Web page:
Motorcycle: Sports Two Wheels - Superbikes
Date: Sunday, October 31 @ 17:47:36 UTC
Topic: Motorcycle, Motorcycles, Motor Cycle
Superbikes are the rising force of bike racing. Visually similar to, and directly derived from, road-going machines, the big four-strokes are strictly limited in the modifications allowed. That often makes for close racing. In recent seasons, booming Ducati V-twins and screaming four-cylinder Japanese 750s, backed by the major factories and ridden by top riders such as Scott Russell and Carl Fogarty, have provided some memorable racing battles.
Superbike racing began in America, where the tradition of competing on modified streetbikes dates back to the 1970s. Then riders such as Reg Pridmore, Wes Cooley and Steve McLaughlin locked high handlebars on BMW flat-twins and 1000 cc fours from Suzuki and Kawasaki. In the early 1980s, rising stars Freddie Spencer (Honda) and Eddie Lawson (Kawasaki) clashed on big four-strokes before moving into Grands Prix. Fellow future 500cc world champions Wayne Rainey and Kevin Schwantz also raced and won on superbikes. But in those days the class was a poor relation; the bikes disparagingly referred to as diesels by Grand Prix riders.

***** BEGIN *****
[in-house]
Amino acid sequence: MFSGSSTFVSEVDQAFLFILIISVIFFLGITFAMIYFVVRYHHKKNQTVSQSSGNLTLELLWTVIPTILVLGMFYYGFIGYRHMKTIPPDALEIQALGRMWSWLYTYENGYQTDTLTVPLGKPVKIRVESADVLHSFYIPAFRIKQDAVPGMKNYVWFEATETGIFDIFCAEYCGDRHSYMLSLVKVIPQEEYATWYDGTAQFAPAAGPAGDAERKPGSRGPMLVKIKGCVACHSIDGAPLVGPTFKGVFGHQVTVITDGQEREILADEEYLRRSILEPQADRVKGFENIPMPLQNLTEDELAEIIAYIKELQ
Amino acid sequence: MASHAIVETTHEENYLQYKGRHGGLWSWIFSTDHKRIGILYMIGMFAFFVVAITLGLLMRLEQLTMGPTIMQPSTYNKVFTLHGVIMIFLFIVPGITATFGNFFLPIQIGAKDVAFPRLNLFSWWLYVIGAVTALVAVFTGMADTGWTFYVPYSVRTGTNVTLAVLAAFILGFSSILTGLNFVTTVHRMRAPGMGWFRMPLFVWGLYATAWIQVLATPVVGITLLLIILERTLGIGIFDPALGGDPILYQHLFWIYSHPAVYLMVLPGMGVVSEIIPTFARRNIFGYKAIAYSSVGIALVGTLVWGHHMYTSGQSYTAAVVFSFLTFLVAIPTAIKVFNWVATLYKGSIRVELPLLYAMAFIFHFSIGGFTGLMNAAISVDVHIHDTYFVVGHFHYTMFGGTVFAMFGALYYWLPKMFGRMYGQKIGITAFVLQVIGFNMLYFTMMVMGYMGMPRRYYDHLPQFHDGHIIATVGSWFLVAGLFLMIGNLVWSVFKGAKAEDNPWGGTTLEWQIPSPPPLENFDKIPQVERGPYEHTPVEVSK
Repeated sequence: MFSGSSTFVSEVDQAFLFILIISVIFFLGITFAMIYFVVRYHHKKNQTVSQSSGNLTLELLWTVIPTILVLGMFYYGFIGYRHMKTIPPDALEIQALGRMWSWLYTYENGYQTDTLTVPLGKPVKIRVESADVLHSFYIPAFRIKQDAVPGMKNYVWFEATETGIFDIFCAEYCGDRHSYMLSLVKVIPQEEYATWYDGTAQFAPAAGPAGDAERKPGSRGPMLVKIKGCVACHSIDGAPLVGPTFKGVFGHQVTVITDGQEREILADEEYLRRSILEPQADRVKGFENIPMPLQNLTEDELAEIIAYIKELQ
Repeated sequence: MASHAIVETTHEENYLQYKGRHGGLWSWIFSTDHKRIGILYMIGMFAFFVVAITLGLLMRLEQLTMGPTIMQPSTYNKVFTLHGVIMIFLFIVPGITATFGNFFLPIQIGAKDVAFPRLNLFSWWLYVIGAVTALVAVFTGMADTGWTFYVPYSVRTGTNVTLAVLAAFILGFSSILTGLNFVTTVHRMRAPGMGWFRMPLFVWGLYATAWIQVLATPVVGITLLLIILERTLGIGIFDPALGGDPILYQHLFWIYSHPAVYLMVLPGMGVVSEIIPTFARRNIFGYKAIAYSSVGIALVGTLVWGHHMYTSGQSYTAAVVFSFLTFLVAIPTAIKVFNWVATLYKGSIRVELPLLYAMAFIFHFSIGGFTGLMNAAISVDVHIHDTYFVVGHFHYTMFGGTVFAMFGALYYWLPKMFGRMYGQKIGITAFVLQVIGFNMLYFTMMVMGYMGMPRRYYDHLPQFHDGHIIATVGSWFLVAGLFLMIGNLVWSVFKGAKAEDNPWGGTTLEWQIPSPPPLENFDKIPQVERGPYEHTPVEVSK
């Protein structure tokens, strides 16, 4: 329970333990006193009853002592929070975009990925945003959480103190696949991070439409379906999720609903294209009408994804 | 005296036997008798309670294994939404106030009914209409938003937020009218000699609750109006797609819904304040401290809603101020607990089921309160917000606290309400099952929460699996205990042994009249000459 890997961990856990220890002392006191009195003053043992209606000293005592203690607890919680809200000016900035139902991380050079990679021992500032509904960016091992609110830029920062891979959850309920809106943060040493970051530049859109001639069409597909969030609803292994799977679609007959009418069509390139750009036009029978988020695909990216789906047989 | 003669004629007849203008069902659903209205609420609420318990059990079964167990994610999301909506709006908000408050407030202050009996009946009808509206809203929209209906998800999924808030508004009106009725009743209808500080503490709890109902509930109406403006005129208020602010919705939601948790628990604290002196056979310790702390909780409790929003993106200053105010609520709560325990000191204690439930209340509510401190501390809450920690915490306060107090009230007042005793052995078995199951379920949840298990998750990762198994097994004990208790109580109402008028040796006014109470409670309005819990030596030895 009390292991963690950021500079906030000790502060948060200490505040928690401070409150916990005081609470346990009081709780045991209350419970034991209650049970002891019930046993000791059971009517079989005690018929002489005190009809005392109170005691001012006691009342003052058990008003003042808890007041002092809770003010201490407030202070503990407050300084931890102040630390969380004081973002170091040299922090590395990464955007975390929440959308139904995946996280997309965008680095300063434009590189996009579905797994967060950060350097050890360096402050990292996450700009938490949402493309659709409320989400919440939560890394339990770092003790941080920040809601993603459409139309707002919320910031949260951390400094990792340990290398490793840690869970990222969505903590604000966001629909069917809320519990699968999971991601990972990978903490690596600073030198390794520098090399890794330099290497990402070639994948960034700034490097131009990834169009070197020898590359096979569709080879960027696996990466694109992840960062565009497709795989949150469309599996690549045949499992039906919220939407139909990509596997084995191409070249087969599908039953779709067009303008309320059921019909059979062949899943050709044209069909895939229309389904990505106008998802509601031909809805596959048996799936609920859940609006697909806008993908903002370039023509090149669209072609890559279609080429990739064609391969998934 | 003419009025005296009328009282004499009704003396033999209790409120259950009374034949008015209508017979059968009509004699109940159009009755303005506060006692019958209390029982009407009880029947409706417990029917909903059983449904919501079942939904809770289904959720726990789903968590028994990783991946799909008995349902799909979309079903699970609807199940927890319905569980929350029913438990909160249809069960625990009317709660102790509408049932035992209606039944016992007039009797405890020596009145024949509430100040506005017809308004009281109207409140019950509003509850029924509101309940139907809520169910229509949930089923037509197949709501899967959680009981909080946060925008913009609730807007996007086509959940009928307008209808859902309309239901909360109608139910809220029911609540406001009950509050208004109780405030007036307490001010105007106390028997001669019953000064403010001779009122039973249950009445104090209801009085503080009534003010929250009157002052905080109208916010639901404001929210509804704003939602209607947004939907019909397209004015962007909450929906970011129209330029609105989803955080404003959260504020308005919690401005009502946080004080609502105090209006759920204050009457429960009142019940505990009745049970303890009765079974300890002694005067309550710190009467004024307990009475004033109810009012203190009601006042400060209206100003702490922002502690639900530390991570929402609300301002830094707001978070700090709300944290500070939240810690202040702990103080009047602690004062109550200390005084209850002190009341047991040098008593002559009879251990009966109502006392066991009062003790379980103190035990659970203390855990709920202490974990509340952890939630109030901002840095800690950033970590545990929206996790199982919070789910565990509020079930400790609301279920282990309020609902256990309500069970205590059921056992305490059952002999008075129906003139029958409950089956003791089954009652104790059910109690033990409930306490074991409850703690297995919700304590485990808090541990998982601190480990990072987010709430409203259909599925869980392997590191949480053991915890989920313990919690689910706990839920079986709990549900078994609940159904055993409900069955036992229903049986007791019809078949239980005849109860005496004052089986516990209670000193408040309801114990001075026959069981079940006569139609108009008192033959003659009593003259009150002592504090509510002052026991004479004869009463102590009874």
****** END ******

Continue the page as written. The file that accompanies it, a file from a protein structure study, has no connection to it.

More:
That attitude began to change in 1988, when the World Superbike Championship was established by McLaughlin, the former rider who earlier had been instrumental in starting the US series. Another flamboyant American, "Flyin' Fred" Merkel, won the first two titles on a factory-backed Honda RC30, and the roadster-based series was an immediate success. Italy's Ducati then took over—aided by rules allowing twins a capacity and weight advantage over fours-with championship victories for Frenchman Raymond Roche in 1990 and America's Doug Polen in 1991 and 1992.
The subsequent sales success of Ducati's red race-replica V-twins highlighted the commercial potential to be gained from Superbike success, and the factories stepped up their involvement. Scott Russell won on a lime-green works Kawasaki ZXR750 before Carl Fogarty regained the crown for Ducati in 1994. Honda joined in again, initially unsuccessfully, with the V-four RC45.
By 1995 Yamaha had boosted its presence with a full works team, and Bimota had also joined the fray. Suzuki, Aprilia and Cagiva — the latter having quit Grands Prix in favour of Superbikes — waited in the wings.
Superbike racing's high level of competition, relatively low cost and big influence on roadster sales had raised the possibility, unthinkable just a few years earlier, that the four-stroke class would replace Grands Prix as bike racing's star attraction.
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